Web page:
[CentOS] raid 5 install

Fri Jun 28 21:19:45 UTC 2019
Rob Kampen <rkampen at kampensonline.com>

On 29/06/19 2:46 AM, Blake Hudson wrote:
> Nikos Gatsis - Qbit wrote on 6/27/2019 8:36 AM:
>> Hello list.
>> The next days we are going to install Centos 7 on a new server, with 
>> 4*3Tb sata hdd as raid-5. We will use the graphical interface to 
>> install and set up raid.
>> Do I have to consider anything before installation, because the disks 
>> are very large?
>> Does the graphical use the parted to set/format the raid?
> Hi Nikos, I've read the other posts in this thread and wanted to 
> provide my perspective. I've used Linux RAID at various times over the 
> past 10-20 years with both desktop and server class hardware. I've 
> also used hardware RAID controllers from 3ware, Adaptec, LSI, AMI, and 
> others with IDE, SATA, SAS, and SCSI drives. The goal of RAID 1 and 
> above is to increase availability. Unfortunately, I've never had Linux 
> software RAID improve availability - it has only decreased 
> availability for me. This has been due to a combination of hardware 
> and software issues that are are generally handled well by HW RAID 
> controllers, but are often handled poorly or unpredictably by desktop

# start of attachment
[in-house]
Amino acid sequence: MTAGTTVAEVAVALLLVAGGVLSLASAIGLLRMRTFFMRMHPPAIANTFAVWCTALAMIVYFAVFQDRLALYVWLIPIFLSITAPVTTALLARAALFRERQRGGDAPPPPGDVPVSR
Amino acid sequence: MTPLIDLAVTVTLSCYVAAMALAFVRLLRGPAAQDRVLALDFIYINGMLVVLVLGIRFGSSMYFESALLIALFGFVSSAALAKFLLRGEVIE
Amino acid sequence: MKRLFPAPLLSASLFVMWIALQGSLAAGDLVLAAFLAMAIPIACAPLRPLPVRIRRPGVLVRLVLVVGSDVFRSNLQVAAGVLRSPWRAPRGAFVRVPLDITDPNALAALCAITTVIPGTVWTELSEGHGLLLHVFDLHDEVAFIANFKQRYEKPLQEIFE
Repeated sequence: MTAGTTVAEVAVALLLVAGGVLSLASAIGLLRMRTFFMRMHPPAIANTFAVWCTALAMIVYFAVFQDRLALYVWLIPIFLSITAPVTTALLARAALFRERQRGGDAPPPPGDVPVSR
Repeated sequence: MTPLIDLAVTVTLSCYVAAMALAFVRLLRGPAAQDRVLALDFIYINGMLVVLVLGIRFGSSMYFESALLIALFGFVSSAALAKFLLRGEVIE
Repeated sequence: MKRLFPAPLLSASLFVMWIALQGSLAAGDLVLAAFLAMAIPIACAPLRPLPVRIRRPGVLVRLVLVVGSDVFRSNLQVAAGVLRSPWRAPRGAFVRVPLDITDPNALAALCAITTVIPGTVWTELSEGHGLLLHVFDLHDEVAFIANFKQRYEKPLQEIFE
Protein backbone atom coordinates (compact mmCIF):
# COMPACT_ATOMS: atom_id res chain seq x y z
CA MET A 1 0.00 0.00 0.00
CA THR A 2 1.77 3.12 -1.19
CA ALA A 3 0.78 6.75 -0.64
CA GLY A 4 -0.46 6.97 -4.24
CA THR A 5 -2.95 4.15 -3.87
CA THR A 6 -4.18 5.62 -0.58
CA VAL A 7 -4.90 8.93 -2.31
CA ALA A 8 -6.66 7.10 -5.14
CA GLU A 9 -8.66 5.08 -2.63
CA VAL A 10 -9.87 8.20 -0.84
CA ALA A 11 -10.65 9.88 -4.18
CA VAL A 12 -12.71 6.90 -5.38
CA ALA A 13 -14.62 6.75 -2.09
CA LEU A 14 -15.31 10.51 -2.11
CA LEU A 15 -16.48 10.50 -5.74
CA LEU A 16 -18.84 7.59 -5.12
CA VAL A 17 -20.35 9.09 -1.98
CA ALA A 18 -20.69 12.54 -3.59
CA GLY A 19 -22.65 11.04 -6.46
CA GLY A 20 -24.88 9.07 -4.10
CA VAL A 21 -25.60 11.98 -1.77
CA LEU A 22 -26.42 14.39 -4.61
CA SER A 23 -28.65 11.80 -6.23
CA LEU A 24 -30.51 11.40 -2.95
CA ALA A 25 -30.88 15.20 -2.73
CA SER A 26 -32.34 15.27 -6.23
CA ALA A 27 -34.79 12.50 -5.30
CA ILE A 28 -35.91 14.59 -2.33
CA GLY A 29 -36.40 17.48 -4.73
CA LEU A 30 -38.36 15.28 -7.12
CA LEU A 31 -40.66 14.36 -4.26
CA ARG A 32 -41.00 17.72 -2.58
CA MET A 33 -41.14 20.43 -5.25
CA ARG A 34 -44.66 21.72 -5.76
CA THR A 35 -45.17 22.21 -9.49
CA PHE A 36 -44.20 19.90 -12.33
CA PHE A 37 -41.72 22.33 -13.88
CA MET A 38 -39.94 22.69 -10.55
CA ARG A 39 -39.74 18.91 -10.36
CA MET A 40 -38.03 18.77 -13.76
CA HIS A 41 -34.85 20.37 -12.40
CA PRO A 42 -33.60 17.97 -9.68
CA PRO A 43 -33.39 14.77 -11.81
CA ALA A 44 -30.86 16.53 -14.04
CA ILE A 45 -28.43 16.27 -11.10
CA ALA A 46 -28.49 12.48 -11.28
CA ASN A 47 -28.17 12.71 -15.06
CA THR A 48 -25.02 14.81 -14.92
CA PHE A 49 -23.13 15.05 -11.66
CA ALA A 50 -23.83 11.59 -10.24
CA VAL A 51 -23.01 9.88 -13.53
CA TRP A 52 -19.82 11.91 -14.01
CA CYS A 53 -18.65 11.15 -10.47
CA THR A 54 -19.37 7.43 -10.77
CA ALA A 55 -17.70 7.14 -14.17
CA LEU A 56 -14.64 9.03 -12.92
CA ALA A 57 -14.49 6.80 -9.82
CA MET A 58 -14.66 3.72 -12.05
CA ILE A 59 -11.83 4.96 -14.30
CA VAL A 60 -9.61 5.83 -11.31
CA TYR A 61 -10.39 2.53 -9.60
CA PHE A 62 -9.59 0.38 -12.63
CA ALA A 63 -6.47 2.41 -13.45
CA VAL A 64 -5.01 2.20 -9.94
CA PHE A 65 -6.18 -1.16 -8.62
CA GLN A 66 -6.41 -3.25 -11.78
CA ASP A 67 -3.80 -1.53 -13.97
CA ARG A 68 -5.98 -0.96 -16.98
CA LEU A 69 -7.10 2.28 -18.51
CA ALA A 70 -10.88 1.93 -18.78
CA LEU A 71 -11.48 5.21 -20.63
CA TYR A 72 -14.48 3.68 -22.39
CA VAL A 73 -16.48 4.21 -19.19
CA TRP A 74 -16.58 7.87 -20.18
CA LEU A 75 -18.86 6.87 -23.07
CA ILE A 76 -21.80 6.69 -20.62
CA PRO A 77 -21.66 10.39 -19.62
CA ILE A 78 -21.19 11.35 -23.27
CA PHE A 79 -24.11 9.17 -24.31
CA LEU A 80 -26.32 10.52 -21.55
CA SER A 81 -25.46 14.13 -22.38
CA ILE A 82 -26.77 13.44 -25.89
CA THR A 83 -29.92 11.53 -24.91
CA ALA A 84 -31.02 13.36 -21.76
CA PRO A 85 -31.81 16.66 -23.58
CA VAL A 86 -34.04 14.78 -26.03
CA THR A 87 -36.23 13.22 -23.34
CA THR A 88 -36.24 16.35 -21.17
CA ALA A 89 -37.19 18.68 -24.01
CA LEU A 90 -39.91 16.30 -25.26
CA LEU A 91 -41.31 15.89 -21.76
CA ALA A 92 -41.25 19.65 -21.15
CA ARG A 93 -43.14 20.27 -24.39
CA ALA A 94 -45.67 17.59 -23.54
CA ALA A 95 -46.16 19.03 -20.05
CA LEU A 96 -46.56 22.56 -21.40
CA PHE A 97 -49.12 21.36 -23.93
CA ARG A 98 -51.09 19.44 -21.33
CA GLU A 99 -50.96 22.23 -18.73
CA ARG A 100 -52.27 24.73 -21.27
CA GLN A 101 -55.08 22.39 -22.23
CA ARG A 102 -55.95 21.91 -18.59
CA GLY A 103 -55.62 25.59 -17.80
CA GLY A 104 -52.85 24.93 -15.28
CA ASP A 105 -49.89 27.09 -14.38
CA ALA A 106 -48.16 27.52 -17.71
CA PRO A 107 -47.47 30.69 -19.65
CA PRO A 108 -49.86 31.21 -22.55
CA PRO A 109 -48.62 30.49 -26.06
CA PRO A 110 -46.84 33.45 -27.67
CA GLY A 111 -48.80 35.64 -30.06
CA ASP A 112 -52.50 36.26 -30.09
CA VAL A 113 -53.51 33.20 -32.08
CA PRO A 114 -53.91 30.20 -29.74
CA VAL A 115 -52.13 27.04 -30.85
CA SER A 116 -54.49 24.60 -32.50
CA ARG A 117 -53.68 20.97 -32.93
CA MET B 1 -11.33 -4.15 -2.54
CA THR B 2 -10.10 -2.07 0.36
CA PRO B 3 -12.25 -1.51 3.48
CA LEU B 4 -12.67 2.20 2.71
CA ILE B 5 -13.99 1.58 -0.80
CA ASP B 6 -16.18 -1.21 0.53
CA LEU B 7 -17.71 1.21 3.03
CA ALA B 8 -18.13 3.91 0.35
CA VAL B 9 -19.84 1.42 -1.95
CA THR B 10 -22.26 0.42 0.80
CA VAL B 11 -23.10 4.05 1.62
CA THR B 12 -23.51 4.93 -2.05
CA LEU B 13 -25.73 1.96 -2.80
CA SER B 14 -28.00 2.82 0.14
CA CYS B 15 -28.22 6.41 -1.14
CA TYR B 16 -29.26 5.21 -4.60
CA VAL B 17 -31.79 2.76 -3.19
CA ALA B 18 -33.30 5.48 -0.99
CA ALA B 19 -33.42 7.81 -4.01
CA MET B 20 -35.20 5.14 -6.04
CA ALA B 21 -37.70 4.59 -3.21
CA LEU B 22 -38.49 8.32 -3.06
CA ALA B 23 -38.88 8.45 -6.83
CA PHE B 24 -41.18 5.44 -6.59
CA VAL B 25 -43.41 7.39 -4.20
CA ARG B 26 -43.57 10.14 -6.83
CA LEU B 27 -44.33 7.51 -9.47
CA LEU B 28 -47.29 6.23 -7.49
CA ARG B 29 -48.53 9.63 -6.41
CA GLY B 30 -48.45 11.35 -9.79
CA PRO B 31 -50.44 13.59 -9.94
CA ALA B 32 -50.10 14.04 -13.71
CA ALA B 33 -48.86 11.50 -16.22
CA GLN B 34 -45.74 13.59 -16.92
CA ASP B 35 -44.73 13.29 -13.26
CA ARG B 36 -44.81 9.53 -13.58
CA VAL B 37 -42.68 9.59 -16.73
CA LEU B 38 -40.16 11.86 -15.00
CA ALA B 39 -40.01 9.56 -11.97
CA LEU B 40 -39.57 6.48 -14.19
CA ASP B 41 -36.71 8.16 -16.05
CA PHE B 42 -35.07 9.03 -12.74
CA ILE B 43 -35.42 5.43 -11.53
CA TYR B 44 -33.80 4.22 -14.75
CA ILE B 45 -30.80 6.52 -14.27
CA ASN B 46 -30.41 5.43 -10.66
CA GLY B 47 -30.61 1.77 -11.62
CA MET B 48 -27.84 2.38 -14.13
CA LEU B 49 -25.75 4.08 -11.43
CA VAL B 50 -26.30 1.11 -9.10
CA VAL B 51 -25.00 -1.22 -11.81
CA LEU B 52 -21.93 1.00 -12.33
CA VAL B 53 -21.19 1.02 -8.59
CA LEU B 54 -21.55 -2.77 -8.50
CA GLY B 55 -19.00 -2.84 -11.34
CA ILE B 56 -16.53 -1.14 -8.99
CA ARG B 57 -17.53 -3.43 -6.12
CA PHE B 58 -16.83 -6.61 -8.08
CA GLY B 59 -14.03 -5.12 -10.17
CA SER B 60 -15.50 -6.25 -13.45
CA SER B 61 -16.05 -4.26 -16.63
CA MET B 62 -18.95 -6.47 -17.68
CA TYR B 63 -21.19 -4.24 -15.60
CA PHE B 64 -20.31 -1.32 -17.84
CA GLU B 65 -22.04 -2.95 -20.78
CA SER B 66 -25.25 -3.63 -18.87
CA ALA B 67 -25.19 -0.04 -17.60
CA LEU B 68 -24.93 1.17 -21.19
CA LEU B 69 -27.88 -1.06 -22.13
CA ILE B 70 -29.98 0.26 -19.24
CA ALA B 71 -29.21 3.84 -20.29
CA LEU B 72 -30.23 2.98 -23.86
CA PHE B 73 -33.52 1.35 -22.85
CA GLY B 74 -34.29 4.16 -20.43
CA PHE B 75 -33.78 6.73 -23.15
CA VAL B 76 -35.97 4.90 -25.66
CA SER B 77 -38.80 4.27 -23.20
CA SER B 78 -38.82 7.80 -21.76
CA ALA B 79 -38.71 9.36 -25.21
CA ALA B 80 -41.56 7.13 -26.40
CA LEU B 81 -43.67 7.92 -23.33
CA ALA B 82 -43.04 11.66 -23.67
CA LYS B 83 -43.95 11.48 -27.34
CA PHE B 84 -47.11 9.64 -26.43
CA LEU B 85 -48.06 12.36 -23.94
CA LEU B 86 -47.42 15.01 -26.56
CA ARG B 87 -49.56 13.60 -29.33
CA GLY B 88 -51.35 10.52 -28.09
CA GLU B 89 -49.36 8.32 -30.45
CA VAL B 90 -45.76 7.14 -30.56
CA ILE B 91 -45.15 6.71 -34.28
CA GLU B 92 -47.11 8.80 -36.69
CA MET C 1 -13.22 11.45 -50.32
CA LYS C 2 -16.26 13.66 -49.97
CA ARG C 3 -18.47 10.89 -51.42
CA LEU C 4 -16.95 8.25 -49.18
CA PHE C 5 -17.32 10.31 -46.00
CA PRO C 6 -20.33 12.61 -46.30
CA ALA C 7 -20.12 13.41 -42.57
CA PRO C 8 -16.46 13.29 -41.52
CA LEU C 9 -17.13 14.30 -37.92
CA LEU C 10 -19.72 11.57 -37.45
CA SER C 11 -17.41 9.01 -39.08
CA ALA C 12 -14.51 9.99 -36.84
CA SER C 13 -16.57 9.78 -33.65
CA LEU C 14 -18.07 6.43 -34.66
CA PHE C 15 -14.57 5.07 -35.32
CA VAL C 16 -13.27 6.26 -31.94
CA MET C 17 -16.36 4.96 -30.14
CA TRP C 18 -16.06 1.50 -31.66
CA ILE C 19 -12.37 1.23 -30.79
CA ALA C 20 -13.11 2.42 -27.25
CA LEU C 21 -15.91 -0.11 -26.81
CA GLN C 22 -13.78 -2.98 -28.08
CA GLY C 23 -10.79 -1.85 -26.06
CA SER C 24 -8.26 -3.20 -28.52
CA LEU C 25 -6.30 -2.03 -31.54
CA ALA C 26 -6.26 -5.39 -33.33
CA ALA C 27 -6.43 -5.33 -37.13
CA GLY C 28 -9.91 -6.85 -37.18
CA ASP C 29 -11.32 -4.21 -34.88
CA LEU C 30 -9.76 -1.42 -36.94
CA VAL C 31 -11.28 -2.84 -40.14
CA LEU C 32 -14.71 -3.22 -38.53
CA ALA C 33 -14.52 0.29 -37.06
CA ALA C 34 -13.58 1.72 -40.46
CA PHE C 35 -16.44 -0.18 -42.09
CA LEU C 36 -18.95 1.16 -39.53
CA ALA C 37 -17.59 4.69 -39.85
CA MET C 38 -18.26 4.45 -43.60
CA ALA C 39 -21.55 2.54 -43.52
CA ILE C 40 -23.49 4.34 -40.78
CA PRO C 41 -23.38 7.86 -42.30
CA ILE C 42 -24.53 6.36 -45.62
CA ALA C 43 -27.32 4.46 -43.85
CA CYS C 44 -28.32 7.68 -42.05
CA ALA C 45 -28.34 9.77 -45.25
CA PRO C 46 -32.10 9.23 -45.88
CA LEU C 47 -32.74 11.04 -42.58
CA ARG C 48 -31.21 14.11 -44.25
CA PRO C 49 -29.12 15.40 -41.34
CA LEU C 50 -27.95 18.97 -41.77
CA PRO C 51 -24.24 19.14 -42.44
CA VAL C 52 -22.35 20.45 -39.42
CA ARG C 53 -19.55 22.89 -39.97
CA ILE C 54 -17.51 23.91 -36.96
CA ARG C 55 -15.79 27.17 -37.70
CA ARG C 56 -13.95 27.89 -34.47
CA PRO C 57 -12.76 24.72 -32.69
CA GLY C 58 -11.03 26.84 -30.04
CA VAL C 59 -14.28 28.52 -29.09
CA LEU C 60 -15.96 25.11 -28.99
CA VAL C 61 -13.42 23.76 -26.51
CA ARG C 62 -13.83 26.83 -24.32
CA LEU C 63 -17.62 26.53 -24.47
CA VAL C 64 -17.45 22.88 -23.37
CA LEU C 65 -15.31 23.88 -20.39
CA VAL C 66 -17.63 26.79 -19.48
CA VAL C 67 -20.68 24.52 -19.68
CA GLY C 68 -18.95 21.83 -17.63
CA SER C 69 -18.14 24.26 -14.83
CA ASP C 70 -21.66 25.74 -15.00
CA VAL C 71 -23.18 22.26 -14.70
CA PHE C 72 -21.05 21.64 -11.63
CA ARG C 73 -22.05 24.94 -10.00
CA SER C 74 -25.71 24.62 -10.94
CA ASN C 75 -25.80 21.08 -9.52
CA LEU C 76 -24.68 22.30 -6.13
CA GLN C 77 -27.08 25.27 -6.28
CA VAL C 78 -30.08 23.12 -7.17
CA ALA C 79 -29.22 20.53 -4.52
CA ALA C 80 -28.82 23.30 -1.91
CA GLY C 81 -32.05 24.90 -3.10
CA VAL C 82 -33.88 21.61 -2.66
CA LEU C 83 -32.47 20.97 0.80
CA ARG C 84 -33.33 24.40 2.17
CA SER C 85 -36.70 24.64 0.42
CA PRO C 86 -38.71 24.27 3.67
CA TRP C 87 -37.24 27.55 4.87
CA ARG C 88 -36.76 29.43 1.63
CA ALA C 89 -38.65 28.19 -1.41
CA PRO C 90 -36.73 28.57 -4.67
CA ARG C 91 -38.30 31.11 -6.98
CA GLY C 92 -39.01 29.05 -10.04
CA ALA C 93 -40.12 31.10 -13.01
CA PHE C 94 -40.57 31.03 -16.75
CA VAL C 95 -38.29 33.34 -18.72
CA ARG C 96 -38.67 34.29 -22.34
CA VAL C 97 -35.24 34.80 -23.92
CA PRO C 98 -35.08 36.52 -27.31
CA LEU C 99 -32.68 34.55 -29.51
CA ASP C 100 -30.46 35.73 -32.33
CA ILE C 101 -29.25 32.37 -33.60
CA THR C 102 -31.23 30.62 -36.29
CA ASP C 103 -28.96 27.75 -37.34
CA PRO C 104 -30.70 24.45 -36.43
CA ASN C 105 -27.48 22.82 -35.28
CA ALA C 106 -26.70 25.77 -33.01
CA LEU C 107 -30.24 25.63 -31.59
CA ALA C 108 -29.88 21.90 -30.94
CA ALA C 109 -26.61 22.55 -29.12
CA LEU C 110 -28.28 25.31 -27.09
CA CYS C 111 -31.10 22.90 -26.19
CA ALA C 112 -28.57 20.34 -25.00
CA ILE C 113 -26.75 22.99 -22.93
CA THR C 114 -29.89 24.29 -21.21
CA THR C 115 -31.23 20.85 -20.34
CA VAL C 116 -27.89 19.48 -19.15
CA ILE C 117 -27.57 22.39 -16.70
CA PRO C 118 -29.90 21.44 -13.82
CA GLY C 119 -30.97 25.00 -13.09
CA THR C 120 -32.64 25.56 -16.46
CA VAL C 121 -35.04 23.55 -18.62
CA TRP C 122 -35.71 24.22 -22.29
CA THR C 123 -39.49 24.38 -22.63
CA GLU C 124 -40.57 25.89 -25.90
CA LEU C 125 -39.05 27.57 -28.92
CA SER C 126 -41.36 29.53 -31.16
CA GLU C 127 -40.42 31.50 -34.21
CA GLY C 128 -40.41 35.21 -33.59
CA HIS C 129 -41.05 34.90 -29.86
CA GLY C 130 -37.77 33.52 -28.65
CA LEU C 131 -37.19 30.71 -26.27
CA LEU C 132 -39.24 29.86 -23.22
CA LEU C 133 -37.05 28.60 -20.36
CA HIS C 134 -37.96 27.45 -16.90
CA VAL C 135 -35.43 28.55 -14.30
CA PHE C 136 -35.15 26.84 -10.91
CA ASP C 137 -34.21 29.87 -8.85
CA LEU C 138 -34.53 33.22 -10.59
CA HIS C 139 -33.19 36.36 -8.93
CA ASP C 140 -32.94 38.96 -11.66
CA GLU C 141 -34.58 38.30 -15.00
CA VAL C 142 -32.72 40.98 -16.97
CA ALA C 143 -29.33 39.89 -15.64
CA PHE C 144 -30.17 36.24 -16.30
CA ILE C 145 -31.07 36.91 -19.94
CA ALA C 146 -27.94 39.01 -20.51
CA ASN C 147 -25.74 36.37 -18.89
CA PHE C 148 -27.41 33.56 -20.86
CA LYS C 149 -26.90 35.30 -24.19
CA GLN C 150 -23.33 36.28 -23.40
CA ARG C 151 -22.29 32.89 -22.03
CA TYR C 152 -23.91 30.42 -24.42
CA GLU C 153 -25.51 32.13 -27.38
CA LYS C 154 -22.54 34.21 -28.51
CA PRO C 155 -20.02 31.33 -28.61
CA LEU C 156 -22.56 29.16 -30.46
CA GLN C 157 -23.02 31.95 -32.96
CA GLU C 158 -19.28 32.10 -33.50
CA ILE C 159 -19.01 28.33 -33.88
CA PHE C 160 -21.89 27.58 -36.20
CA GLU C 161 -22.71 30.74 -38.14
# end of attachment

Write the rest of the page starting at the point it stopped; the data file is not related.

> oriented hardware and Linux software.
Sorry for your poor experience. I have used and achieved much improved 
availability by using Linux Software RAID - most often I use RAID 1 and 
had disks fail with no impact to the client other than slightly reduced 
response times (in fact they were totally unaware that a drive had 
failed, until I told them). Replaced the faulty drive (done by a local 
person who barely knew how to use a screw driver), resynchronized and 
all is well - zero data lost. It was a hot swap bay and thus the server 
did not even have to be powered down - zero customer noticed impact - 
100% availability.

> Given that Linux software RAID does not achieve the goal of RAID 
> (improved availability), my recommendation would be to avoid it. If 
> you are looking for a backup mechanism, RAID is not it (use a backup 
> program instead). If you do need high availability, my recommendation 
> is to purchase an LSI based RAID controller. If you plan to use RAID 
> 5, make sure the model you choose has a write cache (this could double 
> the cost of the controller). Used IBM, HP, or Dell RAID controllers 
> are available for a reasonable price or you can purchase a new one 
> from Newegg or wherever. SAS RAID controllers will work with either 
> SAS or SATA drives and you can purchase the appropriate breakout 
> cables for connecting the controller to individual drives. Since 
> you're planning on using 3TB+ drives that are likely 4k native sector, 
> I'd recommend a newer model controller like the Dell PERC H730 (LSI 
> MegaRAID SAS 9361-8i) for RAID5/6 or a PERC H330 (LSI MegaRAID SAS 
> 9341-8i) for RAID 0/1/10.
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